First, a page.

Death, a Theme in Emily Dickinson and Walt Whitman´s Poetry

1145 WordsJun 23, 20185 Pages
Walt Whitman and Emily Dickinson’s poetry is very different; however death seems to be a familiar topic amongst both poets. Opposites attract, and you could say the same for Whitman and Dickinson because though they have different writing styles both repeatedly write about death. Once more, although both Whitman and Dickinson have many different feelings about death, they also share many similar feelings about it as well. Although Walt Whitman's poetry is rather long and quite simple and Emily Dickinson's are often short and complex, the theme of death strongly ties their works together. To begin with, both Walt Whitman and Emily Dickinson spoke about not only a person dying, but the people who were left to live through that person’s…show more content…
“And as to you Corpse I think you are good manure, / but that does not offend me / I smell the white roses sweet-scented and growing, / I reach to the leafy lips, / I reach to the polish’d breasts of melons” (Whitman “Song of Myself” Lines 1291-1293). Whitman knows that something amazing happens to the ones who die. Emily Dickinson on the other hand, remains either apathetic or has a negative opinion on death. “Or rather, he passed us / The dews grew quivering and chill / For only gossamer my gown / My tippet only tulle” (Dickinson “Because I Could Not Stop For Death” Lines 13-16). Dickinson admits that she is afraid of death. The quivering and chill is describing that death is cold hearted, and gossamer is covering her. If death were so nice, then he wouldn’t have such a creepy image and Dickinson would be describing her trip with him like a trip through a haunted house. She is afraid of him at this point. Though Walt Whitman and Emily Dickinson may share different opinions about dying, they both know that death is inevitable and they will have their time one as well. Furthermore, in a sense Whitman and Dickinson both believe in immortality; however Whitman believes in a true life after death whereas Dickinson is unsure about it. “What do you think has become of the young and old men? / And what do you think has become of the women and children? / They are alive and well somewhere / The smallest sprout shows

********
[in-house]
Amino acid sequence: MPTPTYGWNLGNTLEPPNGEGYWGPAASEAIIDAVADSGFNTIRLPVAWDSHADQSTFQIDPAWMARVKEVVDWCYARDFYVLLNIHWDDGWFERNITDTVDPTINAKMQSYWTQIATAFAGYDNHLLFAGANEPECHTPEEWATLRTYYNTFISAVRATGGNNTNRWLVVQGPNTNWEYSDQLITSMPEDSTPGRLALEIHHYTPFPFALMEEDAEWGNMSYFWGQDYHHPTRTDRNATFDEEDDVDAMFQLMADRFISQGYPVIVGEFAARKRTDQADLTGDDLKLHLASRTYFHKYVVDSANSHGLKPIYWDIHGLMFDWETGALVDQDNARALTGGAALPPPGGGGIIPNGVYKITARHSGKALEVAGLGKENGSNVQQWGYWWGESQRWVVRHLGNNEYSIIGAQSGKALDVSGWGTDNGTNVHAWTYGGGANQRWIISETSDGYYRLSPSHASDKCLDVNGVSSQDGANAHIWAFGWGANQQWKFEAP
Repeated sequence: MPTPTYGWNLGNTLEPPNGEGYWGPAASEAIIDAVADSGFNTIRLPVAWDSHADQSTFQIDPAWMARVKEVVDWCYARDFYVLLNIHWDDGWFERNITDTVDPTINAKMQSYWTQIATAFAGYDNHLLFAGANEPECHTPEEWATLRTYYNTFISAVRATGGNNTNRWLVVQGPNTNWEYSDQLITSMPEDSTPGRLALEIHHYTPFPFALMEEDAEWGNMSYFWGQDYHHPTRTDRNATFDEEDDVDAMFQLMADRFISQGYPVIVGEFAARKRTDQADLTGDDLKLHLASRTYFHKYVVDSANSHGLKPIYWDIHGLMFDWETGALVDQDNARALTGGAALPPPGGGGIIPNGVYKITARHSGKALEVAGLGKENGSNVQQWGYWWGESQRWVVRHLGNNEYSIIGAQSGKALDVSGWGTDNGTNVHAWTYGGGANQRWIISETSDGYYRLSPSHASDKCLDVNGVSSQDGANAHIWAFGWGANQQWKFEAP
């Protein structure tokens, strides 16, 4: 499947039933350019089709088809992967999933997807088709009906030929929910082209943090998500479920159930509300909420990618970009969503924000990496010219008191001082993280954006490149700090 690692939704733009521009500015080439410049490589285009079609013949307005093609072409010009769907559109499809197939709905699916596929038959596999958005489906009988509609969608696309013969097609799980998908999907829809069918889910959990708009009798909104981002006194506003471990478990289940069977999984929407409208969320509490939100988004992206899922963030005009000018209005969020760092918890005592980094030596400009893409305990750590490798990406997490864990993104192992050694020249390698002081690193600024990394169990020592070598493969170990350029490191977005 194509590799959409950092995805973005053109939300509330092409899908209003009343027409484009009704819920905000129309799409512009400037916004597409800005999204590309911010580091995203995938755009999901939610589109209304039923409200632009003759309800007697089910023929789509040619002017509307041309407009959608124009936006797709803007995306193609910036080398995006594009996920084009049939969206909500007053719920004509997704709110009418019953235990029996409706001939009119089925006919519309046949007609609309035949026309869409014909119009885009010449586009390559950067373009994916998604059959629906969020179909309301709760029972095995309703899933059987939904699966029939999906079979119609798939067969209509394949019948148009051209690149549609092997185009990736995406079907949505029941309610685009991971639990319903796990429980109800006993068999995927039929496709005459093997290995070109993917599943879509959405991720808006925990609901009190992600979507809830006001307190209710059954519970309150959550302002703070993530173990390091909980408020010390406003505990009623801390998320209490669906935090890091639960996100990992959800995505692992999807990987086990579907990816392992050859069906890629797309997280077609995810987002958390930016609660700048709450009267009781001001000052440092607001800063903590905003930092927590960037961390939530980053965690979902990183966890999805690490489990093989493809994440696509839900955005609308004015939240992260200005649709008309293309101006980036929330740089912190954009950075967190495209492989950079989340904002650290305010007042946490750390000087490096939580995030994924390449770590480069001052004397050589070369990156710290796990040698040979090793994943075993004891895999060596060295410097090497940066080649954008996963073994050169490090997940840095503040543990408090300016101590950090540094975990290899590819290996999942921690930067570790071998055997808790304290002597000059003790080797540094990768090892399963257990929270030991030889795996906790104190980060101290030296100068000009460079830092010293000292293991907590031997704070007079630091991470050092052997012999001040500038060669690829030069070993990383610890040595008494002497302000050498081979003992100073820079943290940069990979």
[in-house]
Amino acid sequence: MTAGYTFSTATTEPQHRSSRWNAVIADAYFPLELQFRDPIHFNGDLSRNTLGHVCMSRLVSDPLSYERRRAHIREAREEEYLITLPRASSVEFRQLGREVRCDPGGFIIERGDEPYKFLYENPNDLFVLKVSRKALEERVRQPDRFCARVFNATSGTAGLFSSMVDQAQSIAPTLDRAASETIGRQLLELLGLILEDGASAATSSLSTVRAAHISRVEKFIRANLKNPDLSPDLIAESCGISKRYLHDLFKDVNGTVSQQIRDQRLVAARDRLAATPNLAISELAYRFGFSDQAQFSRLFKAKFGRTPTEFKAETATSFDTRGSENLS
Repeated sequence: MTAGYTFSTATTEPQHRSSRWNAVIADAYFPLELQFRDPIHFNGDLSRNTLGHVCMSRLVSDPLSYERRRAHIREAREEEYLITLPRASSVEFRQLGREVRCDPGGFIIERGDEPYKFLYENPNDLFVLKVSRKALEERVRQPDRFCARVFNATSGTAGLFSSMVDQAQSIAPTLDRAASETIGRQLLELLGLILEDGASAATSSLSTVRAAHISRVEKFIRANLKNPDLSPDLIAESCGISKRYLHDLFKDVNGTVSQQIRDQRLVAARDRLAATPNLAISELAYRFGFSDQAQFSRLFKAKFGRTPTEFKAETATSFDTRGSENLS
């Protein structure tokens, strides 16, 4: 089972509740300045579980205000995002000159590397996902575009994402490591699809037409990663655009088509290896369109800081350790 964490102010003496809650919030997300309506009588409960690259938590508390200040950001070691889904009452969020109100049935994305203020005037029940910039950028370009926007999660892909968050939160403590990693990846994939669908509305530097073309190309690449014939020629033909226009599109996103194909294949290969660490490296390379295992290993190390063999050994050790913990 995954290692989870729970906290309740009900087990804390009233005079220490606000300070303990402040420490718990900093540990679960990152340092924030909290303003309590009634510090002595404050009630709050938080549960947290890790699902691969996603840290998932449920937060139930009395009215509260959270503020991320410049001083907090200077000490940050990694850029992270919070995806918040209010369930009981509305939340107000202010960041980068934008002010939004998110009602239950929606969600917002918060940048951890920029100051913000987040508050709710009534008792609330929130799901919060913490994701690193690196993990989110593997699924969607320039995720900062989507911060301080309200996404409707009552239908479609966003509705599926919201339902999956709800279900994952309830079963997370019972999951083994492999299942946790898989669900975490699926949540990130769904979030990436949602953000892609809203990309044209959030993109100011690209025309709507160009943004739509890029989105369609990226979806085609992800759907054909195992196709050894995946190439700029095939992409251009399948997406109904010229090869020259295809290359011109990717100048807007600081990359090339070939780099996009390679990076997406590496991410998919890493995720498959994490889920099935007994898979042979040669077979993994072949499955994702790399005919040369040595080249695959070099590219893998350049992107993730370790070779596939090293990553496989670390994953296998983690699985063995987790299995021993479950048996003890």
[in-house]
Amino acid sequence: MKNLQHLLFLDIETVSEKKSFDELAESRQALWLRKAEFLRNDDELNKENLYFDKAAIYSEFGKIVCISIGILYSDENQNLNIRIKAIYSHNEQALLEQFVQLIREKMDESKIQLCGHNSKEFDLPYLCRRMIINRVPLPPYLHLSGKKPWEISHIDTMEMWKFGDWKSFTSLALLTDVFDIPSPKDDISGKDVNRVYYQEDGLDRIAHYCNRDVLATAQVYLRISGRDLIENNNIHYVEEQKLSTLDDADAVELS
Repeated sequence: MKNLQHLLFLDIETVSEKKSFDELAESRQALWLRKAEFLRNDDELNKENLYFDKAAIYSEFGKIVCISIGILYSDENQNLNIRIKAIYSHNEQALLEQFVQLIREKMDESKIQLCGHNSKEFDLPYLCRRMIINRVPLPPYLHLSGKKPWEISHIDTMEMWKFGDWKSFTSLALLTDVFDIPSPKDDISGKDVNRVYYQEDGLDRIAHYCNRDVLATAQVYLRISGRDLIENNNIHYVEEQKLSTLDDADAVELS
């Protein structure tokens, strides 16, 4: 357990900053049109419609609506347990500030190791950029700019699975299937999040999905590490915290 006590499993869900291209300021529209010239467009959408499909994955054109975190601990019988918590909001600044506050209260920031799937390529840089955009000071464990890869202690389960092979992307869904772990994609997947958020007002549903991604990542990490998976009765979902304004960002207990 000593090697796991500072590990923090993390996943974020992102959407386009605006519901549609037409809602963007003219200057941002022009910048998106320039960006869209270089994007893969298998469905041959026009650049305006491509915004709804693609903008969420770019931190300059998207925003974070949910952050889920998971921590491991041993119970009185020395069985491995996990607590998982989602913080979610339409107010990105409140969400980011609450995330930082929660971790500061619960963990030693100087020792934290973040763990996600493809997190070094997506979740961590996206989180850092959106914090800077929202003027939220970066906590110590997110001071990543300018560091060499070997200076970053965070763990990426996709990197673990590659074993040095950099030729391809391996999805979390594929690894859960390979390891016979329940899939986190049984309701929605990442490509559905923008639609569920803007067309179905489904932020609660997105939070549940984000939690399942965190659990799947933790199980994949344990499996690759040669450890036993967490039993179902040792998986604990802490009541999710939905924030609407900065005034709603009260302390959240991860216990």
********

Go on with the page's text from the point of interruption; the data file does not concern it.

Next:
Open Document